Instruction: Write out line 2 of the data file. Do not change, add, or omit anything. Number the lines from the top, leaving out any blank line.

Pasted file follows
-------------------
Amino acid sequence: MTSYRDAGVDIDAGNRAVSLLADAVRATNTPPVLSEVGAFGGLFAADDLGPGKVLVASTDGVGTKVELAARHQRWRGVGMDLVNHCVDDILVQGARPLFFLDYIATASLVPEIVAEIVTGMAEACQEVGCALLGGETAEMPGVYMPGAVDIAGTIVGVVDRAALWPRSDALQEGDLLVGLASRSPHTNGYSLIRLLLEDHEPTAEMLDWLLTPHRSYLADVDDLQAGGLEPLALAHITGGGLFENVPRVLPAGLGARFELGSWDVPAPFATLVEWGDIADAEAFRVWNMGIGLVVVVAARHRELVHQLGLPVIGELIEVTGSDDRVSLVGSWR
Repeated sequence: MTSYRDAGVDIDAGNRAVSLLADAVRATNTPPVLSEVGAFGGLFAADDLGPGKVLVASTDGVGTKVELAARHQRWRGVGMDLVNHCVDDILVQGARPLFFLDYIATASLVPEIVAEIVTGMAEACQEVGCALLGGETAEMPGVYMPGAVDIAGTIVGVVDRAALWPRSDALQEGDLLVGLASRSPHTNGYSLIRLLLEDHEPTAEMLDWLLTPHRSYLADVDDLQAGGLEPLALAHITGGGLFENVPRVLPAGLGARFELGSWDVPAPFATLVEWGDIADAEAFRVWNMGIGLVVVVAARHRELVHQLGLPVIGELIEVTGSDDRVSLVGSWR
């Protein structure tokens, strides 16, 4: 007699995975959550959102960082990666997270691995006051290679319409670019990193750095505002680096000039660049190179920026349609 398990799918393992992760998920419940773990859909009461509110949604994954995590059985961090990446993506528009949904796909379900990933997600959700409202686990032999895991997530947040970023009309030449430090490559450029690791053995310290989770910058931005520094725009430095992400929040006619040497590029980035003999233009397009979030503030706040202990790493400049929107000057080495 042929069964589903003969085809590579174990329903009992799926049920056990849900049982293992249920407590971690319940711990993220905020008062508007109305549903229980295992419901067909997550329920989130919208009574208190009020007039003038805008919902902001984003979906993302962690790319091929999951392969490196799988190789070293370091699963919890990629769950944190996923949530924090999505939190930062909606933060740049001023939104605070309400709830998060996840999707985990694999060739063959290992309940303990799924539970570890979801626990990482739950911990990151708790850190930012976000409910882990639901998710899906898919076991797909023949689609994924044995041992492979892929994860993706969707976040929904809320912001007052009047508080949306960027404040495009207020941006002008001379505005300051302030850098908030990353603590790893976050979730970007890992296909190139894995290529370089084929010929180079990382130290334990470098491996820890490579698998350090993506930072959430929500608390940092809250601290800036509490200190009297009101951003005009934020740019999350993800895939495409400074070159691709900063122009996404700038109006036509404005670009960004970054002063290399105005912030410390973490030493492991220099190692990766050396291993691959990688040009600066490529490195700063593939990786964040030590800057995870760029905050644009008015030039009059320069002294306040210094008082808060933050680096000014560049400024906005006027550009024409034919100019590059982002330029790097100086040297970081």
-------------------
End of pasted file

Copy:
Repeated sequence: MTSYRDAGVDIDAGNRAVSLLADAVRATNTPPVLSEVGAFGGLFAADDLGPGKVLVASTDGVGTKVELAARHQRWRGVGMDLVNHCVDDILVQGARPLFFLDYIATASLVPEIVAEIVTGMAEACQEVGCALLGGETAEMPGVYMPGAVDIAGTIVGVVDRAALWPRSDALQEGDLLVGLASRSPHTNGYSLIRLLLEDHEPTAEMLDWLLTPHRSYLADVDDLQAGGLEPLALAHITGGGLFENVPRVLPAGLGARFELGSWDVPAPFATLVEWGDIADAEAFRVWNMGIGLVVVVAARHRELVHQLGLPVIGELIEVTGSDDRVSLVGSWR